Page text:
2. ^ Amram Qorah, Sa'arath Teman, Jerusalem 1988, pp. 30, 44–45.
  3. ^ A town situated four-hours' walking distance from Sana'a.
  4. ^ Shelomo Al-Naddaf, Zekhor Le’Avraham (ed. Uzziel Alnaddaf), Jerusalem 1992, p. 9 (Hebrew).
  5. ^ Shelomo Al-Naddaf, Zekhor Le’Avraham (ed. Uzziel Alnaddaf), Jerusalem 1992, pp. 10 – 11 (Hebrew).
  6. ^ Shelomo Al-Naddaf, Zekhor Le’Avraham (ed. Uzziel Alnaddaf), Jerusalem 1992, p. 20 (Hebrew).
  7. ^ Shalom 'Uzayri, Galei-Or, Tel Aviv 1974, p. 23 (Hebrew).
  8. ^ Al-Naddaf, Shelomo (1992). Uzziel Alnaddaf (ed.). Zekhor Le’Avraham (in Hebrew). Jerusalem: Shelomo ben Avraham Hayyim Al-Naddaf. p. 27 (note 115). OCLC 762411938. These printed codices, published by Zukerman Publishers in Jerusalem, only contained the first Five Books of Moses (Pentateuch), known as the Torah.
  9. ^ Al-Naddaf, Shelomo (1992). Uzziel Alnaddaf (ed.). Zekhor Le’Avraham (in Hebrew). Jerusalem: Shelomo ben Avraham Hayyim Al-Naddaf. p. 39. OCLC 762411938.
  10. ^ Al-Naddaf, Shelomo (1992). Uzziel Alnaddaf (ed.). Zekhor Le’Avraham (in Hebrew). Jerusalem: Shelomo ben Avraham Hayyim Al-Naddaf. pp. 23–24. OCLC 762411938.
  11. ^ Al-Naddaf, Shelomo (1992). Uzziel Alnaddaf (ed.). Zekhor Le’Avraham (in Hebrew). Jerusalem: Shelomo ben Avraham Hayyim Al-Naddaf. p. 24. OCLC 762411938.
  12. ^ Shelomo Al-Naddaf, Zekhor Le’Avraham (ed. Uzziel Alnaddaf), Jerusalem 1992, p. 56 (Hebrew).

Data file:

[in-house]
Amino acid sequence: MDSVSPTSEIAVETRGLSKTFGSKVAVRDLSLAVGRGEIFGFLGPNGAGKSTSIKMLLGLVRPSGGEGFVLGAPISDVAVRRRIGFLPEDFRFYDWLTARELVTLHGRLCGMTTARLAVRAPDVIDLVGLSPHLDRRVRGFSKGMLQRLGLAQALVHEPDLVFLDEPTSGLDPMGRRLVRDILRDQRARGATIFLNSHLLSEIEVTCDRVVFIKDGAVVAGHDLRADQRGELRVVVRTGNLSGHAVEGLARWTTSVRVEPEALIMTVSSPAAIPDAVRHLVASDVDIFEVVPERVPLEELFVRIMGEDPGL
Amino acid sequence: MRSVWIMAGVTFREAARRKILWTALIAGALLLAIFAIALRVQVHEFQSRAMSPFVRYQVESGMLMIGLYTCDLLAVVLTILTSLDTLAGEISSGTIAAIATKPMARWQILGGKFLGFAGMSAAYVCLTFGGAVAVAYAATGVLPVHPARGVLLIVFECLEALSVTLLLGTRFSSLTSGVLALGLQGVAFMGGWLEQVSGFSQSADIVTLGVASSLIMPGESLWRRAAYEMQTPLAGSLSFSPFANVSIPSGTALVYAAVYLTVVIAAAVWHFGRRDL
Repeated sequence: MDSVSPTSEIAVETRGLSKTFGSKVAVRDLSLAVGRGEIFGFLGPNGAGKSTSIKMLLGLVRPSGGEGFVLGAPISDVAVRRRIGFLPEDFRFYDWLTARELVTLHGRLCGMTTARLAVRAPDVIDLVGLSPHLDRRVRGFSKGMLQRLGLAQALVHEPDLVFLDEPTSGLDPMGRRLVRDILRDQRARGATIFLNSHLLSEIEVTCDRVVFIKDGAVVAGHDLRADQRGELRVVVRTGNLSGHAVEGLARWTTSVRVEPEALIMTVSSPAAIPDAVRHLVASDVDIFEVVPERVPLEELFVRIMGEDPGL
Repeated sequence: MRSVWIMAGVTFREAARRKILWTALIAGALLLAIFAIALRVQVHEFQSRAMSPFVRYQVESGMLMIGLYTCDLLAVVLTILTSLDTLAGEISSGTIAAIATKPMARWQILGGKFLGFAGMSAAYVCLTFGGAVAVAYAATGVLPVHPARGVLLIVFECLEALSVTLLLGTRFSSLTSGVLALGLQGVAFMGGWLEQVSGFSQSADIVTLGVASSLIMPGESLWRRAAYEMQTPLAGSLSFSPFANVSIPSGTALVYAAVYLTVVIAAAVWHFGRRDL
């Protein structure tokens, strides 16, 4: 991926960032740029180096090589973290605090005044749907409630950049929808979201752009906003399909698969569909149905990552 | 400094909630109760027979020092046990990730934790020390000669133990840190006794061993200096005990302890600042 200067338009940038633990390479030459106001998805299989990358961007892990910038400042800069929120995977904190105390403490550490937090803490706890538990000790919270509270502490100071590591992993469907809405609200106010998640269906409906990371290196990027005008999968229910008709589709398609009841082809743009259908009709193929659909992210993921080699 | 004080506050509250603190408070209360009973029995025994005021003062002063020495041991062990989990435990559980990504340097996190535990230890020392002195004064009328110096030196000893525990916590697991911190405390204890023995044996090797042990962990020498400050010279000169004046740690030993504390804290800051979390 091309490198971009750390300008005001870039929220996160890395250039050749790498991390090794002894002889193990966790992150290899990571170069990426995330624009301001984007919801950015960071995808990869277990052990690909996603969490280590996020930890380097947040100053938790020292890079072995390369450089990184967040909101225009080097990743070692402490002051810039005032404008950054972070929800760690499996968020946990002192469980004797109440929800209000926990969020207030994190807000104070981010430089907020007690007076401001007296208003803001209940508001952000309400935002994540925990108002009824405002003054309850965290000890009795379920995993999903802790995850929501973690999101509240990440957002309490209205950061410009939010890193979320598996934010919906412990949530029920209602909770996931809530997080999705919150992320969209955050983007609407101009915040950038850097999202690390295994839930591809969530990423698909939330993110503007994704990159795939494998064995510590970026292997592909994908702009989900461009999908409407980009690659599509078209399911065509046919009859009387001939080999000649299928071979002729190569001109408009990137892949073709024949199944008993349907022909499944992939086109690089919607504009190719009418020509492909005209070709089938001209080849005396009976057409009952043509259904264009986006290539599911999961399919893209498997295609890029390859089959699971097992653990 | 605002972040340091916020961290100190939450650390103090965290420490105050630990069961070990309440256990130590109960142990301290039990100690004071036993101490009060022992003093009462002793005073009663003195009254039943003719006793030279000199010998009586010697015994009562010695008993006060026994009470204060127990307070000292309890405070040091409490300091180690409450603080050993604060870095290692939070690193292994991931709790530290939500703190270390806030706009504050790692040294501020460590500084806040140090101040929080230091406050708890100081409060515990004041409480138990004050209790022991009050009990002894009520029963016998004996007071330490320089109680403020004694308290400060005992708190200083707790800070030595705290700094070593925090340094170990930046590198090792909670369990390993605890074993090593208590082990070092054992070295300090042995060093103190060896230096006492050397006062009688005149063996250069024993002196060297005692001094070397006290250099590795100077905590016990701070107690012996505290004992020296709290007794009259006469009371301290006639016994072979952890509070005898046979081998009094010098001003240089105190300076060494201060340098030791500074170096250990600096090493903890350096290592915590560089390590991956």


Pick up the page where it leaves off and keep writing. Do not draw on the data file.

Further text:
13. ^ Rimon, Yaakov [in Hebrew] (1935). The Jews of Yemen in Tel Aviv (יהדי תימן בתל אביב) (in Hebrew). Jerusalem: Zuckerman Press. OCLC 233187474.
  14. ^ a b Rabbi Erez Ramati, "Method of rendering halakhic decisions" (part II) –– a derash given by Rabbi Erez Ramati on YouTube, Congregation Torat Ḥayim. / July 2019, minutes 35:00–40:56 (in Hebrew).
  15. ^ Yaakov Ramon, Yehudei Teiman be’Tel Aviv (The Jews of Yemen in Tel Aviv), Jerusalem 1935, p. 15 (Hebrew)
  16. ^ Shelomo Al-Naddaf, Zekhor Le’Avraham (ed. Uzziel Alnaddaf), Jerusalem 1992, pp. 56–57 (Hebrew)
  17. ^ David Solomon Sassoon, Ohel Dawid (Descriptive catalogue of the Hebrew and Samaritan Manuscripts in the Sassoon Library, London), vol. 1, Oxford Univ. Press: London 1932, p. 390, section 215 (G).
  18. ^ Shelomo Al-Naddaf, Zekhor Le’Avraham (ed. Uzziel Alnaddaf), Jerusalem 1992, p. 58 (Hebrew).
  19. ^ Avraham Al-Naddaf, Ḥoveret Seridei Teiman (Hebrew: חוברת שרידי תימן ), Jerusalem 1928 (Hebrew).
  20. ^ Shimon Greidi, Sefer Yamim Yedaberu, Tel Aviv 1995, p. 98 (72), (Hebrew)
  21. ^ Shimon Greidi, Sefer Yamim Yedaberu, Tel Aviv 1995, p. 99 (73), (Hebrew)
  22. ^ Shimon Greidi, Sefer Yamim Yedaberu, Tel Aviv 1995, p. 87 (61), (Hebrew)